Corollas have ventilated front disc brakes and drums on the rear axle. I found stopping distances reasonable and pedal feel satisfactory. I did not try the simulated panic stop routine because the tester had less than 100 miles on the odometer and brakes should have a more gentle initiation.

        The 2000 Corolla got four-star ratings on the government's frontal crash test for driver and co-pilot protection. It was bettered by the Hyundai Elantra, Ford Focus, Mazda 626, Saturn LS and the VW Golf and Jetta, to name a few competitive offerings.

        Consumer Reports predicts better than average reliability, and its readers rated the '98 Corolla as above-average in every maintenance category.

        Corollas are assembled in California and Canada, alongside the very similar Chevrolet Prizm.

        The specimen sacrificed on the altar of journalistic enquiry started at $13,608. To that were added an all-weather package ($70), composed of a heavy-duty starter motor and rear seat heater ducts; a heavy-duty rear window defroster ($205); a CD player, $315; tilt/slide moonroof, $735; aluminum wheels, $355; a convenience package (cruise control and tilt wheel), $450; a "value package" (air conditioning, digital clock, power windows and locks, dual powered outside mirrors), $1,800, and the "special elite package (floor and cargo mats, wood-tone dash, gold emblems and rear spoiler), $899. To make you feel better about some of those pricey fillips, you get a "package discount" of $565.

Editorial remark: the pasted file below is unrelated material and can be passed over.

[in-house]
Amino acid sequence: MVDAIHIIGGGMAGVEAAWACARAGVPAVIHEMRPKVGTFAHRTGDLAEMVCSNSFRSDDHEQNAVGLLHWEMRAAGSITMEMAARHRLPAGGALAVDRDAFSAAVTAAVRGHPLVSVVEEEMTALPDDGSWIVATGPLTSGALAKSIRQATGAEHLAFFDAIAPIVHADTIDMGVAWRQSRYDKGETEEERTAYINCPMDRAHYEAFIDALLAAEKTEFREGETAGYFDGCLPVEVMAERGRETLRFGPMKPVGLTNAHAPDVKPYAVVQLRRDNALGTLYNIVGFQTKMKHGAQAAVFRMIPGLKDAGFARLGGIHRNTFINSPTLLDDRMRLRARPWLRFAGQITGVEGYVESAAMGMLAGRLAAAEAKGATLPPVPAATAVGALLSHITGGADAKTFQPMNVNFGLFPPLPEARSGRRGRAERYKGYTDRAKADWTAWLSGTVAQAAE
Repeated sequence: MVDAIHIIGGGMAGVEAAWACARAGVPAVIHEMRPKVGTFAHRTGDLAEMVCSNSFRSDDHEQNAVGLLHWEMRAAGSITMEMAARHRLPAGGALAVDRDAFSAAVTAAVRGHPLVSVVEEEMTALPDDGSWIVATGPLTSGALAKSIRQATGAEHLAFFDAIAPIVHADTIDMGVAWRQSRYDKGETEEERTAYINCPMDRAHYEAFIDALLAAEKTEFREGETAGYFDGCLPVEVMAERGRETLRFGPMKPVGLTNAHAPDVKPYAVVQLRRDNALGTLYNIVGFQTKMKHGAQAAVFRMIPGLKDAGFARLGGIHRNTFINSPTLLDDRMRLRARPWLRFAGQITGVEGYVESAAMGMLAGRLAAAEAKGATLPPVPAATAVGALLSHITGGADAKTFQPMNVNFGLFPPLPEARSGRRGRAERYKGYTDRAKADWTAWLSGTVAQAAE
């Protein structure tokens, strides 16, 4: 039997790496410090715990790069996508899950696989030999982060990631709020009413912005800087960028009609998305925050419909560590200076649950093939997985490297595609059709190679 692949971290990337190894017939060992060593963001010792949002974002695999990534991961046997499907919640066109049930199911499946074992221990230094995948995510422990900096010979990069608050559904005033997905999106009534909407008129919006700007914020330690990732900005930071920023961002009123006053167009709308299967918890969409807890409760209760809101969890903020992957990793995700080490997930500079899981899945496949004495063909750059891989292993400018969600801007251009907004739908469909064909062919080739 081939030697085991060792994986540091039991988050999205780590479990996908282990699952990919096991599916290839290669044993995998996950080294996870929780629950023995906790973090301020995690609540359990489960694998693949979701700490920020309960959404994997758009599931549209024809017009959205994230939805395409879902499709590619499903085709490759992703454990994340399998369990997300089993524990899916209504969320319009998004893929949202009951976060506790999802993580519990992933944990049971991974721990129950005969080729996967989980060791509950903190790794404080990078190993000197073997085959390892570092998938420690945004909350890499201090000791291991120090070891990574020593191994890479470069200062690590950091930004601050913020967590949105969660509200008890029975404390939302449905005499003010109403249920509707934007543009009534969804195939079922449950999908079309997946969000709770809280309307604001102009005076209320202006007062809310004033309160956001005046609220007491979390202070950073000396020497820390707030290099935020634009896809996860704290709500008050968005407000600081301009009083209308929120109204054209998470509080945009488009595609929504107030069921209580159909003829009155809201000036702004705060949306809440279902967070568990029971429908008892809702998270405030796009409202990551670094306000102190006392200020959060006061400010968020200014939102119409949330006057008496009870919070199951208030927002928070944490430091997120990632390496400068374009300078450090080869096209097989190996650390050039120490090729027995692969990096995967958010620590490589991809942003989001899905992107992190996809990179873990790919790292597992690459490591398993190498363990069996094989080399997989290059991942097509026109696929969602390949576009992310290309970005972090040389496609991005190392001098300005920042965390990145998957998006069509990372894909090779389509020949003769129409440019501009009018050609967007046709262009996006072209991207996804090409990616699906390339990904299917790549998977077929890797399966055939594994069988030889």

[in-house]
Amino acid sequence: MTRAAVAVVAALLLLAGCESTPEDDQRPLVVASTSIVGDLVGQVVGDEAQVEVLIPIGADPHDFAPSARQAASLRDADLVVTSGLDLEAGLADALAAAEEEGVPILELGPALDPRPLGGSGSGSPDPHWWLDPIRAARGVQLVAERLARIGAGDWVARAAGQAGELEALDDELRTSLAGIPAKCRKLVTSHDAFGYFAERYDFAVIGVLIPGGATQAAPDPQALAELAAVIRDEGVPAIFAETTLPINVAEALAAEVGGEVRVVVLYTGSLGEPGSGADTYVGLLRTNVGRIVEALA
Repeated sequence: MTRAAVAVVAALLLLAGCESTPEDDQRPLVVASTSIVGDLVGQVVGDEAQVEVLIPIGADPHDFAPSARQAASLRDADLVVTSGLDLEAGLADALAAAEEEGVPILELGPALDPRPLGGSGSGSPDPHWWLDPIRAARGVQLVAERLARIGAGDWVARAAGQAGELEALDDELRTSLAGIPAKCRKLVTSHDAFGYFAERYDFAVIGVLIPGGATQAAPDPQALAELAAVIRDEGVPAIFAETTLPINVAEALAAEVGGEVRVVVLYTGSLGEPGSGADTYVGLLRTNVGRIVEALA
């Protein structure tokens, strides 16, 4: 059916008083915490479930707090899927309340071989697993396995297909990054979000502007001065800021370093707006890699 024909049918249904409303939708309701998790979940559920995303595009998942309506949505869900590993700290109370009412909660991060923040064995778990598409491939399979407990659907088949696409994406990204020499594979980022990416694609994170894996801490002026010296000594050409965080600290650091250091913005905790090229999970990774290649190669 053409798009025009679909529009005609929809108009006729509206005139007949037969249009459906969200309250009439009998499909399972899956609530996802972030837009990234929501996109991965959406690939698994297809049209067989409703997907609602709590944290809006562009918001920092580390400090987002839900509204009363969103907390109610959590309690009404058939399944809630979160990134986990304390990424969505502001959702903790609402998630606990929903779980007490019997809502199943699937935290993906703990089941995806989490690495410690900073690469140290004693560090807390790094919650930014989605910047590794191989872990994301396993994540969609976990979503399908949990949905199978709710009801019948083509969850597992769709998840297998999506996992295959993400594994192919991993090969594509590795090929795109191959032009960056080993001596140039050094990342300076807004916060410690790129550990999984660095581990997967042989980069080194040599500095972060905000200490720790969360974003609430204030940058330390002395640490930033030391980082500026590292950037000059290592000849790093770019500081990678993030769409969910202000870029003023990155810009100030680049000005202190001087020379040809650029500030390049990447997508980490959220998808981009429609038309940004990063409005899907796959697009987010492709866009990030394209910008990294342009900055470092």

Total price, with freight, was $18,312. I'd give up the spoiler and gold kit in a second for the optional antilock brakes, unfortunately offered only on S and LE series. They cost $550 as a stand-alone option.

        ASK AL: AWD or 4WD for escaping winter?

       Alan Vonderhaar welcomes email at avonderhaar@enquirer.com and snail mail c/o The Cincinnati Enquirer, 312 Elm St., Cincinnati OH 45202. Because of the volume of mail received, personal replies are not always possible, although your chances are better with e-mail.

        VONDERHAAR ARCHIVE